With this sophomore LP, the French band of Lòdz have assembled nearly an hour’s worth of music, aiming for sizable tracks with twists through a variety of rhythms and dynamics. Unfortunately, the vocals seem to take a bundle of cues from metalcore, alternating between plaintive near-whining, overwrought growl-shouting, and melodramatic fragility. This forms the weakest link in the songs, as the music is otherwise fairly strong, with the most glaring faults being the overly formulaic nature of its chording and chorus arrangements. The production work, while slick throughout the album, doesn’t do much to obscure these weaknesses; no matter how much attack envelope tweaking and echo treatment might be applied to a guitar part, it’s no substitute for originality in the riffs and progressions.
That noted, it does seem like the quartet put some effort into what the album presents, as the general interplay between instruments, trade-off on quiet-loud-loud-quiet movements, and underscoring of the most overtly emotional passages all point to under-nurtured ideas of how to go about creating effective tracks. If anything, it’s the sense of emotional immaturity which hobbles the album past the point of tolerable flaws, with the frustrated impotence communicated by the roars and squeals evoking similar mood territory to Linkin Park, just dressed in a different sub-genre’s tones.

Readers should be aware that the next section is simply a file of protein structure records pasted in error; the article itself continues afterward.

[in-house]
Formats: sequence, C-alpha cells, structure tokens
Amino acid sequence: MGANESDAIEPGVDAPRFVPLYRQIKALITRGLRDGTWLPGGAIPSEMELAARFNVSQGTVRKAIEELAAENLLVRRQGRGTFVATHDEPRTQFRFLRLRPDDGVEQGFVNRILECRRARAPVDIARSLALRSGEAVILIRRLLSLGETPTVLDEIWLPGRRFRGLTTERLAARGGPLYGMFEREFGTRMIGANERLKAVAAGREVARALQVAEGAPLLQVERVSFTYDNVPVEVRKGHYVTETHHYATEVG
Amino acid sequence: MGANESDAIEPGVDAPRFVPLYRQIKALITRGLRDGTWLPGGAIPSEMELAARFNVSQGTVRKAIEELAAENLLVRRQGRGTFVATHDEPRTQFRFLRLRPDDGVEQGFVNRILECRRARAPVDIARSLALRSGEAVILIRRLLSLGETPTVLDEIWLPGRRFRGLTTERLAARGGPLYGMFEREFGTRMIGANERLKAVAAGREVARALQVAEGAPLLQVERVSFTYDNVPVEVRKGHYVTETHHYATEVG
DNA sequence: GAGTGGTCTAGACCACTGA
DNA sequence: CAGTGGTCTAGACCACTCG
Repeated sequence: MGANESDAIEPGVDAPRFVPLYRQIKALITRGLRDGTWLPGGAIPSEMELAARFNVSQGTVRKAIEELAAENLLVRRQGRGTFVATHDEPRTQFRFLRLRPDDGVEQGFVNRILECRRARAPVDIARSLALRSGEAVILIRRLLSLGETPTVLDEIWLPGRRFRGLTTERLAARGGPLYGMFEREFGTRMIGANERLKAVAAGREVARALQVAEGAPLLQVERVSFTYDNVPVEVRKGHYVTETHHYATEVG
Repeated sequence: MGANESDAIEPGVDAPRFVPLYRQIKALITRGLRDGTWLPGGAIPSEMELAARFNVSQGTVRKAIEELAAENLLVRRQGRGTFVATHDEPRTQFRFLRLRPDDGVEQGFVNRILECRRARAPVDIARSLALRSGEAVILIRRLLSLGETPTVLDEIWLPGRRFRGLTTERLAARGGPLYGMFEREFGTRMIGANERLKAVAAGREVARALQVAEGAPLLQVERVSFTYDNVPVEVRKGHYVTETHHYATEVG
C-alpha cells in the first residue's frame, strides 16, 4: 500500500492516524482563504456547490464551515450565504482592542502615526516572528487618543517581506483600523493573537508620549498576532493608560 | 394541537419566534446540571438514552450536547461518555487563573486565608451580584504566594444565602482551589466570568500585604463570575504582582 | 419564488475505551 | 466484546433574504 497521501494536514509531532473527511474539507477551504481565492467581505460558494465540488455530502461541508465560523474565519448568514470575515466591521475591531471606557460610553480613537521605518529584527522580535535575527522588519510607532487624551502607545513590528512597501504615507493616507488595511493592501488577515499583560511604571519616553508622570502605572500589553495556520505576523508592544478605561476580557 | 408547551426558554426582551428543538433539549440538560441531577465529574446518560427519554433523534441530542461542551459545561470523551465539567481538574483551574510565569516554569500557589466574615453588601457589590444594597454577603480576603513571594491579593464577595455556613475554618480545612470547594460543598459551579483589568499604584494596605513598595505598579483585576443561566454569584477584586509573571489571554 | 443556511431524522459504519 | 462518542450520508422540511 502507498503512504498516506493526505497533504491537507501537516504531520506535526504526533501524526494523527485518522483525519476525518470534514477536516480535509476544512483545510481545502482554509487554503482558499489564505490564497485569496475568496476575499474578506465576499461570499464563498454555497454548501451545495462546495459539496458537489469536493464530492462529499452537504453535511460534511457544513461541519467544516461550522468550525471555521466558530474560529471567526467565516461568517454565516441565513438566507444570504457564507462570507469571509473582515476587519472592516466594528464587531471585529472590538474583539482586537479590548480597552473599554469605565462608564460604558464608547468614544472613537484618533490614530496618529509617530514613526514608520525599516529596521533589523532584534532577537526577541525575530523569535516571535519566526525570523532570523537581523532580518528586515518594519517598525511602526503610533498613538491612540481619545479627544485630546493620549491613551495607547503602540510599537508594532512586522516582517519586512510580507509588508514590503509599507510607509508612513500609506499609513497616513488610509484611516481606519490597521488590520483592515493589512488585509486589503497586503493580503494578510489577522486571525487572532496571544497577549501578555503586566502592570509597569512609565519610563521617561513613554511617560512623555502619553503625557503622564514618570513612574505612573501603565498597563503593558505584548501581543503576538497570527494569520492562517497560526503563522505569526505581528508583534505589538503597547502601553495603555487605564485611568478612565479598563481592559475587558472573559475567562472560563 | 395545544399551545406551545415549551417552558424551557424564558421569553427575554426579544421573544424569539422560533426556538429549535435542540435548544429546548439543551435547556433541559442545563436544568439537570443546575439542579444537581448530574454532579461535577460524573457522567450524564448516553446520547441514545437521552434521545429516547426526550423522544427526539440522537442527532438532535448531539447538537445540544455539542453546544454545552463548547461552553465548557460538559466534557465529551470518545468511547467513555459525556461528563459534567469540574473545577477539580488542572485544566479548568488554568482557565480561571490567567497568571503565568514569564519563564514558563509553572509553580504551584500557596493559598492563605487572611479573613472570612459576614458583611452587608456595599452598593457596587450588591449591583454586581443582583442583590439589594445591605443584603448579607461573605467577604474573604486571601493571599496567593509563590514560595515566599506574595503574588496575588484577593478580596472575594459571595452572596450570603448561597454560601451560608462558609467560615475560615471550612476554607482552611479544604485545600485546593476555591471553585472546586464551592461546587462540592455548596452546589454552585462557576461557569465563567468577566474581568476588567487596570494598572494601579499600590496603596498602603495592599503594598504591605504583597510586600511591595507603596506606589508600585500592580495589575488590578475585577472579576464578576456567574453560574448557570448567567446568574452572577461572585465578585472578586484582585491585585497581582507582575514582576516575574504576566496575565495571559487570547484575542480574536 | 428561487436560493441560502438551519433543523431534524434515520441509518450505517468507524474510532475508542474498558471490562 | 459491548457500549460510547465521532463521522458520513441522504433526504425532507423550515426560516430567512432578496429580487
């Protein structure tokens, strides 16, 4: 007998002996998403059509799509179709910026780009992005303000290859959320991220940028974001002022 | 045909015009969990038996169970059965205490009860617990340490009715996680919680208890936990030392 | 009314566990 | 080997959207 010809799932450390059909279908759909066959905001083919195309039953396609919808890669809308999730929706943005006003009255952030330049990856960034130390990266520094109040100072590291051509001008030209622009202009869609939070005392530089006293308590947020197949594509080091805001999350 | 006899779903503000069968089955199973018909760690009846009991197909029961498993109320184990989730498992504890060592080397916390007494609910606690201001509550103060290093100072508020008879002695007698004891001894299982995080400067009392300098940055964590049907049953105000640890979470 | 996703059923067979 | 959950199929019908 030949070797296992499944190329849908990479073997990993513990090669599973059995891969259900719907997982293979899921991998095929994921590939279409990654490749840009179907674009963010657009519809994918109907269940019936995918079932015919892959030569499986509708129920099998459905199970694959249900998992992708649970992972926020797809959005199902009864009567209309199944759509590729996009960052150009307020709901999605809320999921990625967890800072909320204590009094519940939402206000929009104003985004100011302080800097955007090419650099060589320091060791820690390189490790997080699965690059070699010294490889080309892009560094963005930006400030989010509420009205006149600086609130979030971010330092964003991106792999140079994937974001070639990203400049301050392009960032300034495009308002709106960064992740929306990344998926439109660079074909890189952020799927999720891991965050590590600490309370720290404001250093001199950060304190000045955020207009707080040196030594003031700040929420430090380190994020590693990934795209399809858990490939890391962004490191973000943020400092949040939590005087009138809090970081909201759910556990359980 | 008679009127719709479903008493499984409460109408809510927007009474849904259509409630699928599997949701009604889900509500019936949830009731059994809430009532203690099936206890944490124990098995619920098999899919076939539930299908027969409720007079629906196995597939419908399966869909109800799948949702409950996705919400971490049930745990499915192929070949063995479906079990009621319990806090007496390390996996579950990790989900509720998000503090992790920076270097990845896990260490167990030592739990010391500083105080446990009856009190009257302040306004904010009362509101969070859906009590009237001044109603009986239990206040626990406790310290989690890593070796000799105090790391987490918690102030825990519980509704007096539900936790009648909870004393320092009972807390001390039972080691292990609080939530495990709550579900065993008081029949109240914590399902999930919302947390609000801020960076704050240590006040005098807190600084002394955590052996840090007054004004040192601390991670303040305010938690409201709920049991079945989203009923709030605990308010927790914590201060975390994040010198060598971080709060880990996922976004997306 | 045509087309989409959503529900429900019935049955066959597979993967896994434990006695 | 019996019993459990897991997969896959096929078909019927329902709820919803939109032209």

It’s unfortunate, because the instrumental sections (the opening of “Shattered Dreams”, for instance) hint at a willingness to explore the mood-building possibilities offered by just taking a creative approach to how the instruments come together. But for every thoughtful interlude, they seem to be compelled to throw the switch back into another outburst of bleating and braying, scuttling the rising quality before it has a chance to go anywhere new.
Essentially, this an album which suggests that the group is capable of something better, but doesn’t make it seem like that improvement will come anytime soon. Whether they’re fixated on courting the demographic of teenagers and early-20s, or genuinely feel that they’re expressing something worthwhile with their chosen tack, Lòdz give the impression of a band that will need something dramatic (e.g., disease, near-death experience, etc.) in the lives of its members before they’re able to shake themselves into creating material of a provocative and substantial bent. For now, though, unless you’re looking for something just a few steps beyond what edgy teenagers were listening to a decade ago, it’s really not worth the time to bother with them.